I can already tell that this Kindle Paperwhite is going to be bad for my insomnia. Or good for it. Either way, it can do something my old Kindle Touch never could: read in bed, at night, with the lights out. Yes, it’s a little thing, and it’s something I could do already with my tablets. But it has a couple of benefits.
For one thing, the Paperwhite is frontlit instead of backlit. I’m not sure how much difference that really makes, given that it’s staring at light sources in general that interferes with your ability to sleep, but I’m told that it doesn’t have the same blue wavelength effect as LCD screens so doesn’t interfere with your ability to sleep as much. I’m not sure whether or to what extent that’s actually true, but maybe it’ll make me feel a little better about it anyway.
The photos don’t really do justice to the experience of reading from the screen in the dark. The brightness is adjustable, and in the photos I actually have it adjusted fairly dim. But the camera has a different view of contrast than the human eye. (And there’s also that blotchy effect, which I think is caused by using HDR to take the photos. My cat photographs the same way sometimes.) Set at the low, dimmer levels, it actually reminds me a lot of reading from my old Palm Pilot in the dark, using the night-light-like Indiglo backlight it had.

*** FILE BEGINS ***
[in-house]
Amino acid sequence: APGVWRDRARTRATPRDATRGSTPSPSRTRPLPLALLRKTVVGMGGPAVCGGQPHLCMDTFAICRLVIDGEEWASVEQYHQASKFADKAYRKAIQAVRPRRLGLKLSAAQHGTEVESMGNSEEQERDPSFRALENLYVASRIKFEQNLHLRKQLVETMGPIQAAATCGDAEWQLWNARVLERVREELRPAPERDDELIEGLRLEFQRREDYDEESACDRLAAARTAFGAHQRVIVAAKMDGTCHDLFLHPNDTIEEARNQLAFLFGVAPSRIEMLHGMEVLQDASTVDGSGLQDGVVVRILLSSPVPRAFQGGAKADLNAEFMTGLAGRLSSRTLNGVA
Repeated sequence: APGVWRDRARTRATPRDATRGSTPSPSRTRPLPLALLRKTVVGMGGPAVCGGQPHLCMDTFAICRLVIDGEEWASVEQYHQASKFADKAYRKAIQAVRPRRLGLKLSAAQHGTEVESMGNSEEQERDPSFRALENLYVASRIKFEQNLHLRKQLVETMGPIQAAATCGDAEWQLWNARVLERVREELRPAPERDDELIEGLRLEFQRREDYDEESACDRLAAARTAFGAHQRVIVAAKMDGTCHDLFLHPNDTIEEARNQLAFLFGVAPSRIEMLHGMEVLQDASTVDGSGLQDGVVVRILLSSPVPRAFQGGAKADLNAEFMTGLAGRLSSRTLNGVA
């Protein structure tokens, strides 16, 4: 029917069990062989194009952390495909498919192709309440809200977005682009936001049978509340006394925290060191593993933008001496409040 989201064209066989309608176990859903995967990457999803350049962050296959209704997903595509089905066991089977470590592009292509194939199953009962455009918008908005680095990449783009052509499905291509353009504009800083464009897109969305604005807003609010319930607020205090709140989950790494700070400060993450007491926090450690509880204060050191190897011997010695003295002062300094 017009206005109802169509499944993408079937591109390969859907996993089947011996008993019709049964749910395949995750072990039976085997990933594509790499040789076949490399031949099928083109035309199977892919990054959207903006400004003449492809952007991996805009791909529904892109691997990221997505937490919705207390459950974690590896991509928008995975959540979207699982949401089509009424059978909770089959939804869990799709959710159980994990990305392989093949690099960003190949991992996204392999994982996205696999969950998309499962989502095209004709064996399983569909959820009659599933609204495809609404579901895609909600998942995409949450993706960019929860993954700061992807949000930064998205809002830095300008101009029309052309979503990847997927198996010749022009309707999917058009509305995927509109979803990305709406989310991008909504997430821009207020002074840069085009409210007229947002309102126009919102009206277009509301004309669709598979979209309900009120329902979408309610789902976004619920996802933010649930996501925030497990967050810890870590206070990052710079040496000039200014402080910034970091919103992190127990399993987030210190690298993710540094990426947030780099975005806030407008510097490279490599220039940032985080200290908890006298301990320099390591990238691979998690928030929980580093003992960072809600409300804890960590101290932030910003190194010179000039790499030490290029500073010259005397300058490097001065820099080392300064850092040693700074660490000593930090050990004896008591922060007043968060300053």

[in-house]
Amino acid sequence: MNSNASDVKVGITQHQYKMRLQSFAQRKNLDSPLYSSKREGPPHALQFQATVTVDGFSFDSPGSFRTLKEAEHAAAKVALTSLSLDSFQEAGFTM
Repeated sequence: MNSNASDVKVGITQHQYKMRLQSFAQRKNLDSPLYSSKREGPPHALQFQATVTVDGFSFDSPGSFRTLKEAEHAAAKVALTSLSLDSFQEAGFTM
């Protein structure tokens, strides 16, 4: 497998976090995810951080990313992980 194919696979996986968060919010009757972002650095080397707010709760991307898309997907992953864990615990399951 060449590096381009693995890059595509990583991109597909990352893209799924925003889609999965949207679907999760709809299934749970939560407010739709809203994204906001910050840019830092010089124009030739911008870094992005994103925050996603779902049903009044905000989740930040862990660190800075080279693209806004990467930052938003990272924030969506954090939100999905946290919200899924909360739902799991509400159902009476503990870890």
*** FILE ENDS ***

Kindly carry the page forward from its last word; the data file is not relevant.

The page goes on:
At any rate, when my insomnia hit me in the middle of the night, I was able to finish another chapter in Lies My Teacher Told Me, and even check my email and browse the web a little, keeping it dim enough not to harm my night vision too much. I’m definitely liking this e-reader a whole lot.
In case you’re wondering, the e-book I used for the demo shot is the quite-excellent How Much for Just the Planet by the late John M. Ford, one of the funniest Star Trek books ever written—and ample demonstration that the agency pricing follies are not reserved to new-release hardcovers. Despite having been published 28 years ago, the e-book is still $8.99 on Amazon. That’s 54 cents more than the Mass Market Paperback edition ($8.45 new), on par with the used hardcover ($4.99 + $3.99 shipping), and considerably more than the used paperback (1 cent + $3.99 shipping) versions available right alongside, So much for the long tail, huh?